Depression and sleep

Happiness/Depression

What does my level of happiness have to do with sleep, you ask? Relatively little, we respond, when it’s at a comfortable or moderately heightened level. When happiness is largely or entirely absent, however, it can become a very important negative factor on the duration and quality of your sleep.

Depression is one of the leading causes of sleep disturbance.

To quote the NIH:

There is a very strong association between sleep disturbance and major depression. The link between the two is so fundamental that some researchers have suggested that a diagnosis of depression in the absence of sleep complaints should be made with caution.

Sleep disturbance is one of the key symptoms of the disease, may be the reason that depressed patients first seek help, and is one of the few proven risk factors for suicide.

If sleep problems remain after other symptoms are ameliorated, there is a significantly increased risk of relapse and recurrence. Another aspect of the association is the remarkable, if paradoxical, temporary improvement in mood seen after total sleep deprivation in a high proportion of depressed patients.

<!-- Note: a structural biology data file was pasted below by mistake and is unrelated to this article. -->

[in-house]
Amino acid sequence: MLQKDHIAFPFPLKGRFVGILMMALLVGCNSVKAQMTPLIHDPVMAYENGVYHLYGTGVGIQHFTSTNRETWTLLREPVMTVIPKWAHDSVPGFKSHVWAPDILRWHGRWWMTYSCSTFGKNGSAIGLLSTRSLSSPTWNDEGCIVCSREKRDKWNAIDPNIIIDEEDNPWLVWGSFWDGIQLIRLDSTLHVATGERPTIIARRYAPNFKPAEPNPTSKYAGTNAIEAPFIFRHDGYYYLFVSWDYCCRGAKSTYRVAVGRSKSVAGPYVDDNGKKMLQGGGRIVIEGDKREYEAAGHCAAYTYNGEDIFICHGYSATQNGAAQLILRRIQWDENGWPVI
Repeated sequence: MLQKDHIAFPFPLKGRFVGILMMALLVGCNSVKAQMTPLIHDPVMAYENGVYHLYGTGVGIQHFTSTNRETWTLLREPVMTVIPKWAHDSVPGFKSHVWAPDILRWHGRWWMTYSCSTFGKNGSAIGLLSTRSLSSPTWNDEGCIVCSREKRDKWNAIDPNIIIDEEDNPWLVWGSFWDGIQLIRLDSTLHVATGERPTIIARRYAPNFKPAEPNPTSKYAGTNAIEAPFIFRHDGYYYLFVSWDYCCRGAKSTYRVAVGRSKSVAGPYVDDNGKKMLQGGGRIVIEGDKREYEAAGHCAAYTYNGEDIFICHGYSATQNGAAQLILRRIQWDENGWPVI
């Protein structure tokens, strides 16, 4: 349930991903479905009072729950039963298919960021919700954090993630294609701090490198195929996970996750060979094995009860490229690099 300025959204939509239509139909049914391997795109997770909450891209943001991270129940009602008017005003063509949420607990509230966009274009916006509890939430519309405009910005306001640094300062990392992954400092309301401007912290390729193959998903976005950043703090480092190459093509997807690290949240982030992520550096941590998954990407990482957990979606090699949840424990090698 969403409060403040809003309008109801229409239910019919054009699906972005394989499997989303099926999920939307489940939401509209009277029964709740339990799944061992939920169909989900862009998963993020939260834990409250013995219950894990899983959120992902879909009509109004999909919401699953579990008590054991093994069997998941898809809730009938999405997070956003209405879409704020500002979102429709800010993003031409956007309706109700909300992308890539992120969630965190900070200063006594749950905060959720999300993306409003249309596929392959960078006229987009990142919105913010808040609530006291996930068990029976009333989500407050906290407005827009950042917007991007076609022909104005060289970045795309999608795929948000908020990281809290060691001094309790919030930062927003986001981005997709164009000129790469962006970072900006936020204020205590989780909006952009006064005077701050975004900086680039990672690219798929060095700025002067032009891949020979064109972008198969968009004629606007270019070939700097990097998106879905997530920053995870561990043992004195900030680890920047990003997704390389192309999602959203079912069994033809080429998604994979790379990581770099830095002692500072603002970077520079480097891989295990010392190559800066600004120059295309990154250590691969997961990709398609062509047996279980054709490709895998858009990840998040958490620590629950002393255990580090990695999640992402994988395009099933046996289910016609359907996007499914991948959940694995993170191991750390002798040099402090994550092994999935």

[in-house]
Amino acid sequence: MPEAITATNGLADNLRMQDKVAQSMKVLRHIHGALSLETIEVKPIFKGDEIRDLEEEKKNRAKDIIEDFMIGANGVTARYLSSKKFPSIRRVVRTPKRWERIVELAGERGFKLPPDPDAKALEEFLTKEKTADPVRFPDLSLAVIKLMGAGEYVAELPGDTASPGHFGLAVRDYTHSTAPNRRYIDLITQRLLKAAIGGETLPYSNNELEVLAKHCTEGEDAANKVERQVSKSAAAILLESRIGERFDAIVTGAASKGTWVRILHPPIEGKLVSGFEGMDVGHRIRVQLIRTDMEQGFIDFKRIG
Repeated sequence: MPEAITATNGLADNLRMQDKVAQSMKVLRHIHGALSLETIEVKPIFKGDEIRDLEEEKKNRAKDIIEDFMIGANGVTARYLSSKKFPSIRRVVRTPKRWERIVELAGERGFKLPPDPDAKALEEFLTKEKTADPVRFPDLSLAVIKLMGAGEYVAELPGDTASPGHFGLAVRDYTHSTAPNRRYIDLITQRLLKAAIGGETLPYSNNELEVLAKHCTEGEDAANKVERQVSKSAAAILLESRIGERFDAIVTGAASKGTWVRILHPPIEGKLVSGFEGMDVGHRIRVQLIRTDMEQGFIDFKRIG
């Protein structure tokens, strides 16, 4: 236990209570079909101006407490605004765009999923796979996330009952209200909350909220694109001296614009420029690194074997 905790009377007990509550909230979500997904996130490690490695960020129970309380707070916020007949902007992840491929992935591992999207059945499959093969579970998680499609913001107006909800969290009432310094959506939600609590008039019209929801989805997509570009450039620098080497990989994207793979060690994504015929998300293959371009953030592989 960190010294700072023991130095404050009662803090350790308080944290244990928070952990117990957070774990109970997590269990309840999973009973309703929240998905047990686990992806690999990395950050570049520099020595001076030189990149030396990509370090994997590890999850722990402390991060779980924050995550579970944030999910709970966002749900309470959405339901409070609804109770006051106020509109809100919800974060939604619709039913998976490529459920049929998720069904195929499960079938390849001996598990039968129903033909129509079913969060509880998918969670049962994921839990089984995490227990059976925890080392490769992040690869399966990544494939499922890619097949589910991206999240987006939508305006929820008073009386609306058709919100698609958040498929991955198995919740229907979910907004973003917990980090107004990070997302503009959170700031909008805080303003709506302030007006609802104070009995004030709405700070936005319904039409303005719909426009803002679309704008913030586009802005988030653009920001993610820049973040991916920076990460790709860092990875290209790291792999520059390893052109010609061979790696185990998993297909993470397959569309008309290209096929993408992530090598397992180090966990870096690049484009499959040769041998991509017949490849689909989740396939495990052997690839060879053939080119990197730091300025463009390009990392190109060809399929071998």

Based on our own experiences with both depression and sleep deprivation, depression can be seen as both a cause and a symptom. When sleep disturbances become chronic, it can become very difficult to recover from a bout of depression. Similarly, an onset of disturbed sleep may well be a sign that you are entering a depressive episode.

We strongly recommend seeking professional help as early as possible when depression rears its ugly head.

Using Sleep Log Pro or Sleep Log Free regularly (by which we mean: every single day), you can train your mind to sleep more regularly even when suffering from depression.

In particular, aiming for a higher sleep efficiency (above 80% or higher) will help you limit the time you spend in bed, which will both provide you with a more consistent and higher quality of sleep and improve your levels of activity, all of which can help significantly with depression. CBT-I methods can be very effective at reversing the negative cycles associated with depression.